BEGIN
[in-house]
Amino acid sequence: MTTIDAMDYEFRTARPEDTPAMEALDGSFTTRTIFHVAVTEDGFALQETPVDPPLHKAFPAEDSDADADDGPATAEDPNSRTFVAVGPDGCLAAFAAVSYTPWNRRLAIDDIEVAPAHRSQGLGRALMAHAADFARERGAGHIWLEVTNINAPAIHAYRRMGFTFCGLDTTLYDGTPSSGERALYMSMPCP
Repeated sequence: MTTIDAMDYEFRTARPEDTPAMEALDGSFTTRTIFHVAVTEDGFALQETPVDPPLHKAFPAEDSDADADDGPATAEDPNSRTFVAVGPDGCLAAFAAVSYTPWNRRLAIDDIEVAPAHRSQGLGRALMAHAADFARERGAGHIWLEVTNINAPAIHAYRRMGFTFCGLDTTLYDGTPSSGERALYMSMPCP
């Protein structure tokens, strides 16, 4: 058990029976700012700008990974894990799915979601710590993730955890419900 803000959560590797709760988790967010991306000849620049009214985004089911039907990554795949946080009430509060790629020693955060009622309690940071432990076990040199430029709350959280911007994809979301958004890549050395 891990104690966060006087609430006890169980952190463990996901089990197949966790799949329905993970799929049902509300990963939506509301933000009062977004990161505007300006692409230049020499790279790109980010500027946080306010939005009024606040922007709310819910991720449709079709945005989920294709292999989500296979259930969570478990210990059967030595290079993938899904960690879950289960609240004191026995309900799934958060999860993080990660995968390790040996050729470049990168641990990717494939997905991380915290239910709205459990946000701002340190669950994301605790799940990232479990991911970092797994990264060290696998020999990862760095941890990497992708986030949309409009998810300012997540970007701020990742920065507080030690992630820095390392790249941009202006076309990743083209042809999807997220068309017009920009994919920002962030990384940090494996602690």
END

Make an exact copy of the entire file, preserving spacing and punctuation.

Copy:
[in-house]
Amino acid sequence: MTTIDAMDYEFRTARPEDTPAMEALDGSFTTRTIFHVAVTEDGFALQETPVDPPLHKAFPAEDSDADADDGPATAEDPNSRTFVAVGPDGCLAAFAAVSYTPWNRRLAIDDIEVAPAHRSQGLGRALMAHAADFARERGAGHIWLEVTNINAPAIHAYRRMGFTFCGLDTTLYDGTPSSGERALYMSMPCP
Repeated sequence: MTTIDAMDYEFRTARPEDTPAMEALDGSFTTRTIFHVAVTEDGFALQETPVDPPLHKAFPAEDSDADADDGPATAEDPNSRTFVAVGPDGCLAAFAAVSYTPWNRRLAIDDIEVAPAHRSQGLGRALMAHAADFARERGAGHIWLEVTNINAPAIHAYRRMGFTFCGLDTTLYDGTPSSGERALYMSMPCP
């Protein structure tokens, strides 16, 4: 058990029976700012700008990974894990799915979601710590993730955890419900 803000959560590797709760988790967010991306000849620049009214985004089911039907990554795949946080009430509060790629020693955060009622309690940071432990076990040199430029709350959280911007994809979301958004890549050395 891990104690966060006087609430006890169980952190463990996901089990197949966790799949329905993970799929049902509300990963939506509301933000009062977004990161505007300006692409230049020499790279790109980010500027946080306010939005009024606040922007709310819910991720449709079709945005989920294709292999989500296979259930969570478990210990059967030595290079993938899904960690879950289960609240004191026995309900799934958060999860993080990660995968390790040996050729470049990168641990990717494939997905991380915290239910709205459990946000701002340190669950994301605790799940990232479990991911970092797994990264060290696998020999990862760095941890990497992708986030949309409009998810300012997540970007701020990742920065507080030690992630820095390392790249941009202006076309990743083209042809999807997220068309017009920009994919920002962030990384940090494996602690």